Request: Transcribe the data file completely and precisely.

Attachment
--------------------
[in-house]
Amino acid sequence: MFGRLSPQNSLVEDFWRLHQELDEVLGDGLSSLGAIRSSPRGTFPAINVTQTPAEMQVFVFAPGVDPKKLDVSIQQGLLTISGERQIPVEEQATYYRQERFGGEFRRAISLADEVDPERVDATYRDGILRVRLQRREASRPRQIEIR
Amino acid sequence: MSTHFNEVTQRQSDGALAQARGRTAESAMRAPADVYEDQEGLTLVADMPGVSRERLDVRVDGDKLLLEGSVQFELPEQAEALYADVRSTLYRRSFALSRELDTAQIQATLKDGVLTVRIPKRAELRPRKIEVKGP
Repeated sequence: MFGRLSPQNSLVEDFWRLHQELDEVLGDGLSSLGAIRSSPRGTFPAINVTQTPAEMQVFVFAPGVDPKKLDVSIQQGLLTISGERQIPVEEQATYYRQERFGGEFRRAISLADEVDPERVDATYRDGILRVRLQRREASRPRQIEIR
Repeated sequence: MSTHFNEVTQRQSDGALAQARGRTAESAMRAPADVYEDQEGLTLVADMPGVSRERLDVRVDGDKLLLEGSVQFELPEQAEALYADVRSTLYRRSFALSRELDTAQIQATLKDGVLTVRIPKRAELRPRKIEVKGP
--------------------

[in-house]
Amino acid sequence: MFGRLSPQNSLVEDFWRLHQELDEVLGDGLSSLGAIRSSPRGTFPAINVTQTPAEMQVFVFAPGVDPKKLDVSIQQGLLTISGERQIPVEEQATYYRQERFGGEFRRAISLADEVDPERVDATYRDGILRVRLQRREASRPRQIEIR
Amino acid sequence: MSTHFNEVTQRQSDGALAQARGRTAESAMRAPADVYEDQEGLTLVADMPGVSRERLDVRVDGDKLLLEGSVQFELPEQAEALYADVRSTLYRRSFALSRELDTAQIQATLKDGVLTVRIPKRAELRPRKIEVKGP
Repeated sequence: MFGRLSPQNSLVEDFWRLHQELDEVLGDGLSSLGAIRSSPRGTFPAINVTQTPAEMQVFVFAPGVDPKKLDVSIQQGLLTISGERQIPVEEQATYYRQERFGGEFRRAISLADEVDPERVDATYRDGILRVRLQRREASRPRQIEIR
Repeated sequence: MSTHFNEVTQRQSDGALAQARGRTAESAMRAPADVYEDQEGLTLVADMPGVSRERLDVRVDGDKLLLEGSVQFELPEQAEALYADVRSTLYRRSFALSRELDTAQIQATLKDGVLTVRIPKRAELRPRKIEVKGP